Once completed, the process may move to undertake the following actions: obtaining importers permit, employment registration, immigration certification, product regulatory compliance, or bank account.

Procedures:

A. Client provides MexInc with corporate structure and copies of initial documentation uploaded via MexInc server.
B. MexInc requests authorization for use of corporate name from authorities
C. MexInc issues detailed instructional memorandum and powers of attorney
D. Client obtains certified copies of requested documents and executes powers of attorney
E. Client follows process for obtaining apostilles or document legalizations
F. Client forwards all original documents with apostilles or legalizations
G. MexInc translates all documents
H. MexInc notarizes and executes articles of incorporation on client’s behalf
I. MexInc registers company before the companies registry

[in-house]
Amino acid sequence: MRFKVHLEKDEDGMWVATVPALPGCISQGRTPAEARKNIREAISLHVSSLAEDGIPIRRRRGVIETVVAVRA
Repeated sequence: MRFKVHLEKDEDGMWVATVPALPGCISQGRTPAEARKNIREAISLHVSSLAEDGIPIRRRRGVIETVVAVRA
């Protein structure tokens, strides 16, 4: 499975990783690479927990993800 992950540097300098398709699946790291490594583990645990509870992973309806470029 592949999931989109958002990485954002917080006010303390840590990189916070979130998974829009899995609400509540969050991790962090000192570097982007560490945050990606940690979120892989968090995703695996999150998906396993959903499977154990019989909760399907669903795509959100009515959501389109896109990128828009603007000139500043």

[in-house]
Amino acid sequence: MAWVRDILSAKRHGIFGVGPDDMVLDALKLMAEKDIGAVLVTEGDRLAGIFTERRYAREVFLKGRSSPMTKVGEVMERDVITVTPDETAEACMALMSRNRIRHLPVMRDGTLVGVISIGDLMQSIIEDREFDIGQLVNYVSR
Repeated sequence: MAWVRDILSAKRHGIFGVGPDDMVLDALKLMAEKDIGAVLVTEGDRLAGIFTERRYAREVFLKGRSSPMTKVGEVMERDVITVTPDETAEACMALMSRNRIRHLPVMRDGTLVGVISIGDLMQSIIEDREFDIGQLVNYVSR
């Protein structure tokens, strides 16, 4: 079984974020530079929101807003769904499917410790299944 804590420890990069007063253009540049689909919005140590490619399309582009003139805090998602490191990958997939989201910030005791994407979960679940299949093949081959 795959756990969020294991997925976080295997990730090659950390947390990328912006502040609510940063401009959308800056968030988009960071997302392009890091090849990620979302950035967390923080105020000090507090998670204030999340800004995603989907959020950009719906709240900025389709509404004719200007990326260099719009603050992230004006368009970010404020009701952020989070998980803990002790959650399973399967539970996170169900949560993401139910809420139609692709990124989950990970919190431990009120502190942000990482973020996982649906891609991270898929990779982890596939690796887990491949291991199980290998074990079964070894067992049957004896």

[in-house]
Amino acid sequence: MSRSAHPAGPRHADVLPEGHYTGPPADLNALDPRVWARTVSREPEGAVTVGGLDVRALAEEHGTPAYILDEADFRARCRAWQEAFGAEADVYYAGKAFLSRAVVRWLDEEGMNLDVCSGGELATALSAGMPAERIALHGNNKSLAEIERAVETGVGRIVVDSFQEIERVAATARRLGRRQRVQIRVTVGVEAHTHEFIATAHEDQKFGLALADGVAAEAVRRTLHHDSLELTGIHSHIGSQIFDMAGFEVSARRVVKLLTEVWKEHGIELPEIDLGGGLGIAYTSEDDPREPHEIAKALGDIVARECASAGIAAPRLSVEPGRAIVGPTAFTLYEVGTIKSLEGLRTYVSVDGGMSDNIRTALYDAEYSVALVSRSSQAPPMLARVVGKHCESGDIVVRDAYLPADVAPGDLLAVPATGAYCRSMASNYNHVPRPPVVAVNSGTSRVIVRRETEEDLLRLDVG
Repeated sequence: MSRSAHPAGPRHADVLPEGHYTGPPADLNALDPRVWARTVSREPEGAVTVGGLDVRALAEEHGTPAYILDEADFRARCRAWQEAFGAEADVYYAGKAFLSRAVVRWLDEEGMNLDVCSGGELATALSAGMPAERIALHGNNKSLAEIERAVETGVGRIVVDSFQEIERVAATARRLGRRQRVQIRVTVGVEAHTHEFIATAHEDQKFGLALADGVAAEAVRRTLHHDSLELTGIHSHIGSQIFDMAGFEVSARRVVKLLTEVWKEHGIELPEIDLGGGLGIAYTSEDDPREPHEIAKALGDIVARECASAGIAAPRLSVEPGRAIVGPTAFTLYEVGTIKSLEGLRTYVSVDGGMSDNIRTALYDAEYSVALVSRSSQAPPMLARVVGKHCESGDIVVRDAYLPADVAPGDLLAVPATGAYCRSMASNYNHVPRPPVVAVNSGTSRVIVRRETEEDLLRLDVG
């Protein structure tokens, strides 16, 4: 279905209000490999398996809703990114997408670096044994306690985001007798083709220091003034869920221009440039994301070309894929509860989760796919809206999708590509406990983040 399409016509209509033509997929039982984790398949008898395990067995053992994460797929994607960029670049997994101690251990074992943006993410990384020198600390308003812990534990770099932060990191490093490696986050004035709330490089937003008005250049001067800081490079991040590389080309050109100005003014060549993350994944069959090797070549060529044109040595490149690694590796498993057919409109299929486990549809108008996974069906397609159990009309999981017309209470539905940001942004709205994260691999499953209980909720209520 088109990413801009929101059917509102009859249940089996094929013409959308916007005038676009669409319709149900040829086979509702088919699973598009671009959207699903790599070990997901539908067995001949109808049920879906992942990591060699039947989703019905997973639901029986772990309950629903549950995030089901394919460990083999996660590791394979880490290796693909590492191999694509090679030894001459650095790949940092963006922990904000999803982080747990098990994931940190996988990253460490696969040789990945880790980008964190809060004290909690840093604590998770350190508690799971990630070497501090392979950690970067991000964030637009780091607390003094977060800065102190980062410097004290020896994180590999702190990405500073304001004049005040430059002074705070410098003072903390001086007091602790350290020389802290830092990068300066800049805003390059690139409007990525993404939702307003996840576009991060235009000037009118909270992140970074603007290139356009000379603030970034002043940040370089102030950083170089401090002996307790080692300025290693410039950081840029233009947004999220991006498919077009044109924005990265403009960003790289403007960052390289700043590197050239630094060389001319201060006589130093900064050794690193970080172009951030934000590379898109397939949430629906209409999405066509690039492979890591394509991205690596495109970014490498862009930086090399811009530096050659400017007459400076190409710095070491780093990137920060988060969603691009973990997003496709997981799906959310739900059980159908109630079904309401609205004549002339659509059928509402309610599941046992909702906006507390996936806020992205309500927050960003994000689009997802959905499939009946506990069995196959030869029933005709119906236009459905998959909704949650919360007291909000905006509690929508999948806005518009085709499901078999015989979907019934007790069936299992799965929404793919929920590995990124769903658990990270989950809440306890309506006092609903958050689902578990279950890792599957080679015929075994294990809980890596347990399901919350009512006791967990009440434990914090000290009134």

J. MexInc obtains company tax identification (RFC) number from tax authority
K. MexInc obtains company e.signature (e.firma)
L. MexInc performs foreign investment registration

Documents Obtained:

• Articles of incorporation and by-laws
• RFC inscription certificate
• e.Signature (e.Firma) inscription certificates
• Foreign investment registration certificate

Corporate Forms:

Sociedad de Responsabilidad Limitada (S. de R.L. de C.V.)
Limited Liability Company or Sociedad

Sociedad Anonima (S.A. de C.V.)
Corporation

Pre-requisites:

No specific actions must be taken prior to initiating service.

Basic Documentary Requirements:

w/Parent Company

• Articles of Incorporation or certificate of organization
• By-laws, operating agreement, or equivalent
• Certificate of good-standing or similar
• Notarized powers of attorney
• Board resolution, certificate of incumbency, secretarial certificate
• Apostilles or legalizations

w/o Parent Company

• Notarized powers of attorney
• Apostilles or legalizations

Pricing Starting At:
Standard Limited Liability Company Formation – Starting at $3,490.00 USD [or get quote]